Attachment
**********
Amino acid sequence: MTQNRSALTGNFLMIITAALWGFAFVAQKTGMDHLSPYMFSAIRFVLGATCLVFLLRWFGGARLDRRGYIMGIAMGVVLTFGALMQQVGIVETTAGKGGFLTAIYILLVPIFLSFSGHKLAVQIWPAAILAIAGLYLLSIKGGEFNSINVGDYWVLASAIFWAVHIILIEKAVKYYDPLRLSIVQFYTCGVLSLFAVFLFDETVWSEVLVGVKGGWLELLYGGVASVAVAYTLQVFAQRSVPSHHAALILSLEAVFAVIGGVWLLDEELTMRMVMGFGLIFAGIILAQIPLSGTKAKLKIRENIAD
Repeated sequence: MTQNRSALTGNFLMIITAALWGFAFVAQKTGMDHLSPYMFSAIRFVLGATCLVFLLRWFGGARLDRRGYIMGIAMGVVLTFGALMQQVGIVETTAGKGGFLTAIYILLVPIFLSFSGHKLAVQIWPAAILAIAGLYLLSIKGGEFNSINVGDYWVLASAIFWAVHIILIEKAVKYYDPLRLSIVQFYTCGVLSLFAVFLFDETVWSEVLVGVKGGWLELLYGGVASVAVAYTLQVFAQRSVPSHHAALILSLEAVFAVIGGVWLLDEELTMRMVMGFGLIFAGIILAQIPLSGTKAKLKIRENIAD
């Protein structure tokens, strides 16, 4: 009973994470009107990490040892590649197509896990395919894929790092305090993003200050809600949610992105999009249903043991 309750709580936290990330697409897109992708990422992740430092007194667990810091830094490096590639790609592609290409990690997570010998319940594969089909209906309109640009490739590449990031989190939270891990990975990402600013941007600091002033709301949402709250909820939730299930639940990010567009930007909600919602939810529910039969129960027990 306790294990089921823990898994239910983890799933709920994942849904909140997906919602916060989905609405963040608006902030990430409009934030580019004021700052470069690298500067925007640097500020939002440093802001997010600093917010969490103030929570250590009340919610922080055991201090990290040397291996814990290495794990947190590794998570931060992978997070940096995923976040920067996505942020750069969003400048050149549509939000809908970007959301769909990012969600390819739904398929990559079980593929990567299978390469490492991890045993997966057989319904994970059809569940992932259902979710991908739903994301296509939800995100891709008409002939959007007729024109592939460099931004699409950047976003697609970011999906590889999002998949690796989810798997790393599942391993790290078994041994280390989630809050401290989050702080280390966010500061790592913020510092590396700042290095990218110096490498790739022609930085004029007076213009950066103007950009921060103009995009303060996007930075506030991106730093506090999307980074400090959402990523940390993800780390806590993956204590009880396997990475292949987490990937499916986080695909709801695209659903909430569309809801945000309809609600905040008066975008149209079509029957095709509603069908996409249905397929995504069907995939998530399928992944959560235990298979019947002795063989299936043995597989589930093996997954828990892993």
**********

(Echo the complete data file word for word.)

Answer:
Amino acid sequence: MTQNRSALTGNFLMIITAALWGFAFVAQKTGMDHLSPYMFSAIRFVLGATCLVFLLRWFGGARLDRRGYIMGIAMGVVLTFGALMQQVGIVETTAGKGGFLTAIYILLVPIFLSFSGHKLAVQIWPAAILAIAGLYLLSIKGGEFNSINVGDYWVLASAIFWAVHIILIEKAVKYYDPLRLSIVQFYTCGVLSLFAVFLFDETVWSEVLVGVKGGWLELLYGGVASVAVAYTLQVFAQRSVPSHHAALILSLEAVFAVIGGVWLLDEELTMRMVMGFGLIFAGIILAQIPLSGTKAKLKIRENIAD
Repeated sequence: MTQNRSALTGNFLMIITAALWGFAFVAQKTGMDHLSPYMFSAIRFVLGATCLVFLLRWFGGARLDRRGYIMGIAMGVVLTFGALMQQVGIVETTAGKGGFLTAIYILLVPIFLSFSGHKLAVQIWPAAILAIAGLYLLSIKGGEFNSINVGDYWVLASAIFWAVHIILIEKAVKYYDPLRLSIVQFYTCGVLSLFAVFLFDETVWSEVLVGVKGGWLELLYGGVASVAVAYTLQVFAQRSVPSHHAALILSLEAVFAVIGGVWLLDEELTMRMVMGFGLIFAGIILAQIPLSGTKAKLKIRENIAD
């Protein structure tokens, strides 16, 4: 009973994470009107990490040892590649197509896990395919894929790092305090993003200050809600949610992105999009249903043991 309750709580936290990330697409897109992708990422992740430092007194667990810091830094490096590639790609592609290409990690997570010998319940594969089909209906309109640009490739590449990031989190939270891990990975990402600013941007600091002033709301949402709250909820939730299930639940990010567009930007909600919602939810529910039969129960027990 306790294990089921823990898994239910983890799933709920994942849904909140997906919602916060989905609405963040608006902030990430409009934030580019004021700052470069690298500067925007640097500020939002440093802001997010600093917010969490103030929570250590009340919610922080055991201090990290040397291996814990290495794990947190590794998570931060992978997070940096995923976040920067996505942020750069969003400048050149549509939000809908970007959301769909990012969600390819739904398929990559079980593929990567299978390469490492991890045993997966057989319904994970059809569940992932259902979710991908739903994301296509939800995100891709008409002939959007007729024109592939460099931004699409950047976003697609970011999906590889999002998949690796989810798997790393599942391993790290078994041994280390989630809050401290989050702080280390966010500061790592913020510092590396700042290095990218110096490498790739022609930085004029007076213009950066103007950009921060103009995009303060996007930075506030991106730093506090999307980074400090959402990523940390993800780390806590993956204590009880396997990475292949987490990937499916986080695909709801695209659903909430569309809801945000309809609600905040008066975008149209079509029957095709509603069908996409249905397929995504069907995939998530399928992944959560235990298979019947002795063989299936043995597989589930093996997954828990892993």